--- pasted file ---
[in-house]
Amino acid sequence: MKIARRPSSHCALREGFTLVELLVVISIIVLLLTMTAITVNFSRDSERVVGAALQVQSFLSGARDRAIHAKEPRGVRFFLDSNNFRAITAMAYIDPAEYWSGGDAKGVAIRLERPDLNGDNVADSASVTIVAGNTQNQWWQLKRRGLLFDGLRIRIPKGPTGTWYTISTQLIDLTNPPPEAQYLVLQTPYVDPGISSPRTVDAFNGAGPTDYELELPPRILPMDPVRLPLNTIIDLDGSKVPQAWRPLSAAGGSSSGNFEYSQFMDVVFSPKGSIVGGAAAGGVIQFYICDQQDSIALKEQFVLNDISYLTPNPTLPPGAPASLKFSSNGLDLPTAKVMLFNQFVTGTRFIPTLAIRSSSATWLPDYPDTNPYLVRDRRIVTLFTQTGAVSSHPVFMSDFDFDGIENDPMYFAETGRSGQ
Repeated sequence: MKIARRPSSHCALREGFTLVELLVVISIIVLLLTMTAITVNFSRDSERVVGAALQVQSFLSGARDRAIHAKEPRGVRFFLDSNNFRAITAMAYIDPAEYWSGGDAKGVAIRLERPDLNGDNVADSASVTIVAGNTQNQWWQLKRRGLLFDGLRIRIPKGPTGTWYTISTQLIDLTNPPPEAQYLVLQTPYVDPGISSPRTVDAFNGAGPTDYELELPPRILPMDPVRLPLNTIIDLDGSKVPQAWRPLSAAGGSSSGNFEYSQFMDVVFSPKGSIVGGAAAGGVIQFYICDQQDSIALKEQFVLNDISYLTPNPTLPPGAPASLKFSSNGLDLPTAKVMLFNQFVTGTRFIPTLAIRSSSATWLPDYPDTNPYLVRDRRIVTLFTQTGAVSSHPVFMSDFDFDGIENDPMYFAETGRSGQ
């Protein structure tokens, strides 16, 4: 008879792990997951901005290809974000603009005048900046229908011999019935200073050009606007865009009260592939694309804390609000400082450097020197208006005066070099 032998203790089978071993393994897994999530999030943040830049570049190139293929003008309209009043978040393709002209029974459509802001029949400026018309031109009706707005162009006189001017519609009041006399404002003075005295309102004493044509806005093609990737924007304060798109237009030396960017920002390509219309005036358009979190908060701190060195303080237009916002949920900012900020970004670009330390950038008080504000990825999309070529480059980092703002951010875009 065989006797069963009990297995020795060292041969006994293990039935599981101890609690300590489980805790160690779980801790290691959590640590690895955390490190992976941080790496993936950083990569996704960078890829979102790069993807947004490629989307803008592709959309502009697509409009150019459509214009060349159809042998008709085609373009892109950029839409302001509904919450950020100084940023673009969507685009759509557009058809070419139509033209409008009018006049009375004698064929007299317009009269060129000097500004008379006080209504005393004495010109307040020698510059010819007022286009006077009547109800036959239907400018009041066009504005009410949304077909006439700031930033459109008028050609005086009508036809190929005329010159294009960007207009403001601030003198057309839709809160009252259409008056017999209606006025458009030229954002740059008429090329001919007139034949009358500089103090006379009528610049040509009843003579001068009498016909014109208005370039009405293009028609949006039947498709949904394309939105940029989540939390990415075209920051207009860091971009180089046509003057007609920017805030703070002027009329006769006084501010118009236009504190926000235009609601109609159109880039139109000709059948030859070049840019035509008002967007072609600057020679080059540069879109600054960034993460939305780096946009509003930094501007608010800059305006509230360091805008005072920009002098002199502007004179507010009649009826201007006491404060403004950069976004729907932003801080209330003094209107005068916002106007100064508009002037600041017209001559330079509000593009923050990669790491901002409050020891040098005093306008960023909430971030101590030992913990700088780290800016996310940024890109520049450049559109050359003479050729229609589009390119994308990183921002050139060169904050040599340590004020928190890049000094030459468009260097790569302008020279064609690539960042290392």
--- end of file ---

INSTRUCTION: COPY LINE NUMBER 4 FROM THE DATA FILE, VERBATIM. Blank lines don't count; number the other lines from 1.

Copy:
């Protein structure tokens, strides 16, 4: 008879792990997951901005290809974000603009005048900046229908011999019935200073050009606007865009009260592939694309804390609000400082450097020197208006005066070099 032998203790089978071993393994897994999530999030943040830049570049190139293929003008309209009043978040393709002209029974459509802001029949400026018309031109009706707005162009006189001017519609009041006399404002003075005295309102004493044509806005093609990737924007304060798109237009030396960017920002390509219309005036358009979190908060701190060195303080237009916002949920900012900020970004670009330390950038008080504000990825999309070529480059980092703002951010875009 065989006797069963009990297995020795060292041969006994293990039935599981101890609690300590489980805790160690779980801790290691959590640590690895955390490190992976941080790496993936950083990569996704960078890829979102790069993807947004490629989307803008592709959309502009697509409009150019459509214009060349159809042998008709085609373009892109950029839409302001509904919450950020100084940023673009969507685009759509557009058809070419139509033209409008009018006049009375004698064929007299317009009269060129000097500004008379006080209504005393004495010109307040020698510059010819007022286009006077009547109800036959239907400018009041066009504005009410949304077909006439700031930033459109008028050609005086009508036809190929005329010159294009960007207009403001601030003198057309839709809160009252259409008056017999209606006025458009030229954002740059008429090329001919007139034949009358500089103090006379009528610049040509009843003579001068009498016909014109208005370039009405293009028609949006039947498709949904394309939105940029989540939390990415075209920051207009860091971009180089046509003057007609920017805030703070002027009329006769006084501010118009236009504190926000235009609601109609159109880039139109000709059948030859070049840019035509008002967007072609600057020679080059540069879109600054960034993460939305780096946009509003930094501007608010800059305006509230360091805008005072920009002098002199502007004179507010009649009826201007006491404060403004950069976004729907932003801080209330003094209107005068916002106007100064508009002037600041017209001559330079509000593009923050990669790491901002409050020891040098005093306008960023909430971030101590030992913990700088780290800016996310940024890109520049450049559109050359003479050729229609589009390119994308990183921002050139060169904050040599340590004020928190890049000094030459468009260097790569302008020279064609690539960042290392």